When the two met Otto paced out a much longer distance than was usual in such cases, and had them stand very far apart. When the word was given each student fired, but both were so nervous that their shots went very wide. Then Otto at once interfered, stating that the honor of each was now fully satisfied, and refusing to let them continue. Here he showed that masterfulness of character which had already made him a leader, and which now at once compelled the duelists to submit.

Such a meeting as this was, however, contrary to the laws of the University, and all the boys who took part in it were at once severely punished. The other students told how Otto had ended the fight and begged that he be let off, but the rector would not listen to their requests, and Bismarck was ordered to undergo eleven days of solitary confinement. When he was released he was welcomed back by all the student corps, and became more of a hero than ever.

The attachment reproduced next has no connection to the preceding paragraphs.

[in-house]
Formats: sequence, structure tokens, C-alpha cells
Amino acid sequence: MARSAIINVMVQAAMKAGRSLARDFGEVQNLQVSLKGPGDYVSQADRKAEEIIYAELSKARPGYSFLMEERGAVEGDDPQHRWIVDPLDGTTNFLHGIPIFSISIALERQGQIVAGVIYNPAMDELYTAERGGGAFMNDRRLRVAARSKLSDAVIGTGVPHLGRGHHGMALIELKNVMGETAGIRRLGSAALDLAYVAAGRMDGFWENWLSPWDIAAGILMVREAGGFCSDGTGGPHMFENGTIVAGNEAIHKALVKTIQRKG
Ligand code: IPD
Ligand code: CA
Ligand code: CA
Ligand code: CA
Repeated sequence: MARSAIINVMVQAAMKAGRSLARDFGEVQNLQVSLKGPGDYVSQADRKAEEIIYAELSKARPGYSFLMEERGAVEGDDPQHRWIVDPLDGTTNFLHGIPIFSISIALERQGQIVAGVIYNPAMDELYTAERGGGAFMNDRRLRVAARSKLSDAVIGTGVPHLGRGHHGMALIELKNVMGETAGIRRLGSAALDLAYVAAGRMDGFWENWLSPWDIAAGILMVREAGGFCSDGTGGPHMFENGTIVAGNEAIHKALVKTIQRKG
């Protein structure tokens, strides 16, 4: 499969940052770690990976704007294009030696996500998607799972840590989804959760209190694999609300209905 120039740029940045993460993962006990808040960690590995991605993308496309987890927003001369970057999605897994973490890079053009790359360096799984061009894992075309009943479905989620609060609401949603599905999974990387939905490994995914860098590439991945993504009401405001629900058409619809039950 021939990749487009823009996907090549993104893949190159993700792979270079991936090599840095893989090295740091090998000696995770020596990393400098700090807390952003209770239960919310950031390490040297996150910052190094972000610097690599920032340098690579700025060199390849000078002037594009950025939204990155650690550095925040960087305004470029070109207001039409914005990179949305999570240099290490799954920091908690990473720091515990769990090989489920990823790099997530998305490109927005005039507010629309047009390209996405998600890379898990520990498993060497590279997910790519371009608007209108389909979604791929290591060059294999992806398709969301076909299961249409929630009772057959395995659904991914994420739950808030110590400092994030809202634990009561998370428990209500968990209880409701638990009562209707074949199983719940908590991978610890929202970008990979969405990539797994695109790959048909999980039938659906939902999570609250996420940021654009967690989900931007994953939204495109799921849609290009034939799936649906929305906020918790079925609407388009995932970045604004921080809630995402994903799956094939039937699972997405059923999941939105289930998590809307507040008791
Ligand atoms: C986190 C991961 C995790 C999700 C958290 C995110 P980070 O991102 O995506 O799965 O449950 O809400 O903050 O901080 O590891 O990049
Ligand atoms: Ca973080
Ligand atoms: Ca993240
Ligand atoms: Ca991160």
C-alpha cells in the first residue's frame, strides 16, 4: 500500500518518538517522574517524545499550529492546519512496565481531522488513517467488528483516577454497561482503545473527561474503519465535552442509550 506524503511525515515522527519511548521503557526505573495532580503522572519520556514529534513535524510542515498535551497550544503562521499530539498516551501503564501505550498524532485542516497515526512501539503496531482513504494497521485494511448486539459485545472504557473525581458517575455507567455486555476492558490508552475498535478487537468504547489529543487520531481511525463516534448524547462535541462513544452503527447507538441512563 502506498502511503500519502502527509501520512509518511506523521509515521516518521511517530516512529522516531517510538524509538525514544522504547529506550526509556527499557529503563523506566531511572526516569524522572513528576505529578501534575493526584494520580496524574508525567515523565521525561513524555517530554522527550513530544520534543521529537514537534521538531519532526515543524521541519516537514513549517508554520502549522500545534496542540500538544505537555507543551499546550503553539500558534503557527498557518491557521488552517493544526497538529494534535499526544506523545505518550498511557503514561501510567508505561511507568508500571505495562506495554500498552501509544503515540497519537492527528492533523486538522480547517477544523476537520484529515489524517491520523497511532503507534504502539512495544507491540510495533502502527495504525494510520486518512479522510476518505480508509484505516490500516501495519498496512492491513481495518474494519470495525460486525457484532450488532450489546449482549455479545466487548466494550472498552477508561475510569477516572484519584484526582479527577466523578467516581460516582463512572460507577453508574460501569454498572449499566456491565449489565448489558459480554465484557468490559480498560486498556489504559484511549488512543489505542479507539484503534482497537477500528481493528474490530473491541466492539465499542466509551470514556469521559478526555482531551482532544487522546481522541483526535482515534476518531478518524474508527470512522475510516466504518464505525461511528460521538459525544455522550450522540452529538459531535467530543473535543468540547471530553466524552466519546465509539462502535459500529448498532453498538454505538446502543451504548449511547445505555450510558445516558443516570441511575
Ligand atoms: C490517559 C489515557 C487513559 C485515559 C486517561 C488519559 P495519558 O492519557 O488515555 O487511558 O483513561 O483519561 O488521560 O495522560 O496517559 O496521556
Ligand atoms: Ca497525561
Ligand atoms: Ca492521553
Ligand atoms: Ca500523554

But Otto von Bismarck’s college life was not all fighting. Although he was not much of a student, he was keenly interested in everything about him, and fond of arguing on all sorts of subjects. History was his favorite study; he devoured stories of great kings and statesmen and soldiers, his keen mind always intent on discovering the reason for the success or failure of each.

There was then at Goettingen a young American, by name John Lothrop Motley, who was as much interested in history as was Otto, and even more fond of an argument. The two became close friends, and often sat up half the night to settle some dispute between them. Motley was the more eager, and often the young German would wake in the morning to find his American friend sitting on the edge of his bed waiting to go on with their discussion of the night before. It was Motley also who interested Otto so much in American history that he took a leading part in celebrating the Fourth of July at Goettingen.

His college life taught the young Prussian student many valuable things that are not told in books. He grew up with a fine knowledge of the boys of his own age, and with a strength and courage which made him admired by all his friends.